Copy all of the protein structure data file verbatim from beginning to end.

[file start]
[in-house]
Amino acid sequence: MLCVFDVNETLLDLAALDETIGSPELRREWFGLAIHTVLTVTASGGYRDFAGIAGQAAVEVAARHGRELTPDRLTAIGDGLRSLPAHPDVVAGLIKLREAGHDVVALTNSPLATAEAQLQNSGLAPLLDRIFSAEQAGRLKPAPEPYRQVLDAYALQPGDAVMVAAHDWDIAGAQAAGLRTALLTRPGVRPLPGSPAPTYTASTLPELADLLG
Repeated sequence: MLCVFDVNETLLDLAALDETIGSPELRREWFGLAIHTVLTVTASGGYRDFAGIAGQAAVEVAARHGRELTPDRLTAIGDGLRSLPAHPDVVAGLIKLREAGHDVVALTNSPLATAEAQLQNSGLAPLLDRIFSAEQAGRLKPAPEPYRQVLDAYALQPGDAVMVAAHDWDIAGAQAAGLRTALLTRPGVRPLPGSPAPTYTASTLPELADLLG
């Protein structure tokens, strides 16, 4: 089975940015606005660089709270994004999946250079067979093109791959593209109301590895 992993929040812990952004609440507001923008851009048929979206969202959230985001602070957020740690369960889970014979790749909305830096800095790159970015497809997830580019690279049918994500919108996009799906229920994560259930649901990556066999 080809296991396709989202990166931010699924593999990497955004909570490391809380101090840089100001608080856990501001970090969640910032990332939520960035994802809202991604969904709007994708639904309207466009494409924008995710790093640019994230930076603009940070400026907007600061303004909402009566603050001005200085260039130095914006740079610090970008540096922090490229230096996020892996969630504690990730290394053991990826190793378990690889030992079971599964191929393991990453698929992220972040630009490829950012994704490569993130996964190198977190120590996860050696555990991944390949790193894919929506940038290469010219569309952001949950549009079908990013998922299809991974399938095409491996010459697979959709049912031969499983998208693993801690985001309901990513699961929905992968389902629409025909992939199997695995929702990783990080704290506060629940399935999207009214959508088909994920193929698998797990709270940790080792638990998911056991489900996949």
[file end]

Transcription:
[in-house]
Amino acid sequence: MLCVFDVNETLLDLAALDETIGSPELRREWFGLAIHTVLTVTASGGYRDFAGIAGQAAVEVAARHGRELTPDRLTAIGDGLRSLPAHPDVVAGLIKLREAGHDVVALTNSPLATAEAQLQNSGLAPLLDRIFSAEQAGRLKPAPEPYRQVLDAYALQPGDAVMVAAHDWDIAGAQAAGLRTALLTRPGVRPLPGSPAPTYTASTLPELADLLG
Repeated sequence: MLCVFDVNETLLDLAALDETIGSPELRREWFGLAIHTVLTVTASGGYRDFAGIAGQAAVEVAARHGRELTPDRLTAIGDGLRSLPAHPDVVAGLIKLREAGHDVVALTNSPLATAEAQLQNSGLAPLLDRIFSAEQAGRLKPAPEPYRQVLDAYALQPGDAVMVAAHDWDIAGAQAAGLRTALLTRPGVRPLPGSPAPTYTASTLPELADLLG
């Protein structure tokens, strides 16, 4: 089975940015606005660089709270994004999946250079067979093109791959593209109301590895 992993929040812990952004609440507001923008851009048929979206969202959230985001602070957020740690369960889970014979790749909305830096800095790159970015497809997830580019690279049918994500919108996009799906229920994560259930649901990556066999 080809296991396709989202990166931010699924593999990497955004909570490391809380101090840089100001608080856990501001970090969640910032990332939520960035994802809202991604969904709007994708639904309207466009494409924008995710790093640019994230930076603009940070400026907007600061303004909402009566603050001005200085260039130095914006740079610090970008540096922090490229230096996020892996969630504690990730290394053991990826190793378990690889030992079971599964191929393991990453698929992220972040630009490829950012994704490569993130996964190198977190120590996860050696555990991944390949790193894919929506940038290469010219569309952001949950549009079908990013998922299809991974399938095409491996010459697979959709049912031969499983998208693993801690985001309901990513699961929905992968389902629409025909992939199997695995929702990783990080704290506060629940399935999207009214959508088909994920193929698998797990709270940790080792638990998911056991489900996949």